#### Abstract

We provide in this study an effective finite element method of the Schrödinger equation with inverse square singular potential on circular domain. By introducing proper polar condition and weighted Sobolev space, we overcome the difficulty of singularity caused by polar coordinates’ transformation and singular potential, and the weak form and the corresponding discrete scheme based on the dimension reduction scheme are established. Then, using the approximation properties of the interpolation operator, we prove the error estimates of approximation solutions. Finally, we give a large number of numerical examples, and the numerical results show the effectiveness of the algorithm and the correctness of the theoretical results.

#### 1. Introduction

Schrödinger equation with the inverse square or centrifugal potential plays an important role in quantum mechanics, quantum cosmology, nuclear physics, molecular physics, and so on . The potential has the same differential order as the Laplacian operator near the origin, which usually leads to strong singularities and cannot be treated as a lower-order perturbation term . Li et al.  proposed an efficient finite element method to discuss the numerical solution of time-fractional Schrö dinger equations. Thus, we need to develop some new numerical methods to solve Schrödinger equation with inverse square singular potential.

In recent years, more and more attention has been paid to the numerical methods of the schrödinger equations with similar singular potential [1, 1621]. However, many numerical methods are based on low-order finite element methods. If we solve these problems directly in two-dimensional domain, it will cost a lot of computing time and memory capacity to obtain high-precision numerical solutions . In practice, we usually need to solve the Schrödinger equation with inverse square singular potential on circular domain. As far as we know, there are few reports on an effective numerical method for the Schrödinger equation with inverse square potential in circular domain. Thus, the purpose of this paper is to propose an effective finite element method of the Schrödinger equation with inverse square singular potential on circular domain. By introducing proper polar condition and weighted Sobolev space, we overcome the difficulty of singularity caused by polar coordinates transformation and singular potential and establish the weak form and corresponding discrete scheme based on the dimension reduction format. Then, using the approximation properties of interpolation operator, we prove the error estimates of approximation solutions. Finally, we give a large number of numerical examples, and the numerical results show the effectiveness of the algorithm and the correctness of the theoretical results [25, 26].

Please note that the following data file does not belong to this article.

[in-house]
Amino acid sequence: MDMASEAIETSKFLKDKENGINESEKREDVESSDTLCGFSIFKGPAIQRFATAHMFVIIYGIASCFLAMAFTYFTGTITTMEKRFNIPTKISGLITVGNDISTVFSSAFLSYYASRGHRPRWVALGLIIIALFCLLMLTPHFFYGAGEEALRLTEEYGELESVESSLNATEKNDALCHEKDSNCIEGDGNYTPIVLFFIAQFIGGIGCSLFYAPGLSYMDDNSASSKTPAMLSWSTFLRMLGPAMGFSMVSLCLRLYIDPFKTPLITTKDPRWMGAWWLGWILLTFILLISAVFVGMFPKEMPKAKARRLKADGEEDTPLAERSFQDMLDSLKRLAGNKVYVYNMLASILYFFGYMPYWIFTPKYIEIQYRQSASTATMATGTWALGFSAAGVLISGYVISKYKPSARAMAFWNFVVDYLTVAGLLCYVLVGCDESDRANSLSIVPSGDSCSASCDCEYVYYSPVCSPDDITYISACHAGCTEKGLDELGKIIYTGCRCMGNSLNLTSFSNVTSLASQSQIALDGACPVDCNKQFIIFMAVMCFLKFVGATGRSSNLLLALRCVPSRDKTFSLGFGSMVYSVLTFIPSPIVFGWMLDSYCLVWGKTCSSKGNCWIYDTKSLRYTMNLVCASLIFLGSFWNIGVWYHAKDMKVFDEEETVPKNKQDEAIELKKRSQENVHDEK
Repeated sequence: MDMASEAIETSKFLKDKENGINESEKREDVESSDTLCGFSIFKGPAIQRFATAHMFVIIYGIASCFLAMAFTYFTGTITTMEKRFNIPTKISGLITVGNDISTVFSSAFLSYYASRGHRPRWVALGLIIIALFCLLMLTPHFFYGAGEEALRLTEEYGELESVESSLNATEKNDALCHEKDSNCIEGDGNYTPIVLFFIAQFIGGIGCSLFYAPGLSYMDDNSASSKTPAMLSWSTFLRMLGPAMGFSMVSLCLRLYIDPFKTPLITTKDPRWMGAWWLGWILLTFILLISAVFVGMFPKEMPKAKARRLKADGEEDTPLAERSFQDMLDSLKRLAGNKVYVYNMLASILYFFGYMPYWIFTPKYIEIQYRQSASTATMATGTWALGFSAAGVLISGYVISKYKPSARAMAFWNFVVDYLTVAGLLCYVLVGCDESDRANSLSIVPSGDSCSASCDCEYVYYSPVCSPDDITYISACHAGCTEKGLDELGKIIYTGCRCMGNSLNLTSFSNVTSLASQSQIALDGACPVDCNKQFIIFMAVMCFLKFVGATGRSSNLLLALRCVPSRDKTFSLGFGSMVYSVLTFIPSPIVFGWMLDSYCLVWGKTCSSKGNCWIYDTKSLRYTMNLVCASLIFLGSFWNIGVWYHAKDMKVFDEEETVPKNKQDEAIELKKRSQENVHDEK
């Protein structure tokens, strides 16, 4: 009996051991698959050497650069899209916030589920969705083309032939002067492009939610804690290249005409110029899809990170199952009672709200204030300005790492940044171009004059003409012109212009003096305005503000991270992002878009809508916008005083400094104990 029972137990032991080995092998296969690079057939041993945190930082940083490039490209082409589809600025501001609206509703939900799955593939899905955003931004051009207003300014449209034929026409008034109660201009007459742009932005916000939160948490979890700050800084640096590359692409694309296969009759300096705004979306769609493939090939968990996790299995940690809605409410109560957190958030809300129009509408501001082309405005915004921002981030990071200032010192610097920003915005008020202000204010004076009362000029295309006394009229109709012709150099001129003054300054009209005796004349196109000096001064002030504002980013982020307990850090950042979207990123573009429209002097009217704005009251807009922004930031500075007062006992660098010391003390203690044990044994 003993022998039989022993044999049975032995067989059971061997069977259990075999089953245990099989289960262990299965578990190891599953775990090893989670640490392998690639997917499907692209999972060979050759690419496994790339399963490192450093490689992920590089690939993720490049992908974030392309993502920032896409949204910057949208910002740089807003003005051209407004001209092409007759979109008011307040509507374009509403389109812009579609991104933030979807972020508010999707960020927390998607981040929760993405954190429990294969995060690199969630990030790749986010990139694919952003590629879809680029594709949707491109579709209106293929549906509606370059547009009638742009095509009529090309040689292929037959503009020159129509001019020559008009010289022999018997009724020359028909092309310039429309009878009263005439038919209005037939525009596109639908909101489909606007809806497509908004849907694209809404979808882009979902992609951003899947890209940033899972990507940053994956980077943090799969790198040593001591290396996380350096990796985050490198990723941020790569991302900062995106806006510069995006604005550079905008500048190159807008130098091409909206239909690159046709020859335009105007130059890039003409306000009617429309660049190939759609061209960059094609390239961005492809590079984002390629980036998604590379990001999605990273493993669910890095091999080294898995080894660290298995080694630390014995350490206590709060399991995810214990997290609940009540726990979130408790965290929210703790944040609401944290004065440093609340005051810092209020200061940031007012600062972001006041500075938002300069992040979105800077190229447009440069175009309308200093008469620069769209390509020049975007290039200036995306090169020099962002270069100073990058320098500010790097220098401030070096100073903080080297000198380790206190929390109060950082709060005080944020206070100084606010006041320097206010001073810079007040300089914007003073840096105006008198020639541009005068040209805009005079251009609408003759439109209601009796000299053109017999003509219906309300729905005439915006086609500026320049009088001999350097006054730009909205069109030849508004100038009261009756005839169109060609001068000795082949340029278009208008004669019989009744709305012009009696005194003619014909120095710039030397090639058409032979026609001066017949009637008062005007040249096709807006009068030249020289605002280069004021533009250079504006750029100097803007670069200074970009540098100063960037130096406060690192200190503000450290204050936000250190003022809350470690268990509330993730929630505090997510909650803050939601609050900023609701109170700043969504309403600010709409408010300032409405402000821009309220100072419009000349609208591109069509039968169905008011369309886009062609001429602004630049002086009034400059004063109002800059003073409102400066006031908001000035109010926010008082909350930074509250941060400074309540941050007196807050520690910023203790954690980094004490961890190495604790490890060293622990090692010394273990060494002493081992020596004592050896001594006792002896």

The rest of this paper is organized as follows. In Section 2, we derive an equivalent scheme based on variable separation. In Section 3, we prove the existence and uniqueness of the solution. In Section 4, we prove the error estimation of approximation solutions. In Section 5, we describe the details for an efficient implementation of the algorithm. In Section 6, we provide some numerical experiments to show the accuracy and efficiency of our algorithm. Finally, in Section 7, we give some concluding remarks.

#### 2. An Equivalent Scheme Based on Variable Separation

We are interested in studying the following Schrödinger equation with inverse square singular potential:where and with . Let , , and . Then, the Laplace operator in polar coordinates is as follows:

We can rewrite (1) and (2) as follows:

Since and are periodic in , then we havewhere and are the Fourier coefficients of and , respectively. We can derive from (3) and (6) that

To make (7) and (8) meaningful, we need introduce the following essential pole conditions:The pole condition (9) can be further reduced to

Using the orthogonal properties of Fourier basis functions and polar condition (10), we can reduce (4) and (5) to a series of equivalent one-dimensional Schrödinger equations as follows:where

#### 3. Existence and Uniqueness of the Solution

For convenience, we use the expression to mean that , where is a positive constant. In order to derive the weak form and corresponding discrete scheme of equations (11) and (12), we need to introduce the usual weighted Sobolev space:with the corresponding inner product and norm,and the nonuniformly weighted Sobolev space:with the corresponding inner product and norm,where is a weight function. Then, the weak form of equations (11) and (12) is to find , such thatwhere

Define approximation space , where is a piecewise linear interpolation polynomial space. Then, the corresponding discrete scheme of (18) is to find , such that

Lemma 1. is a continuous and coercive bilinear functional on , i.e.,

Proof. We derive from the Cauchy–Schwarz inequality that

Lemma 2. If , then is a bounded linear functional on , i.e.,

Proof. From Cauchy–Schwarz inequality, we have

This finishes our proof.

Theorem 1. If , then problems (18) and (20) have unique solutions and , respectively.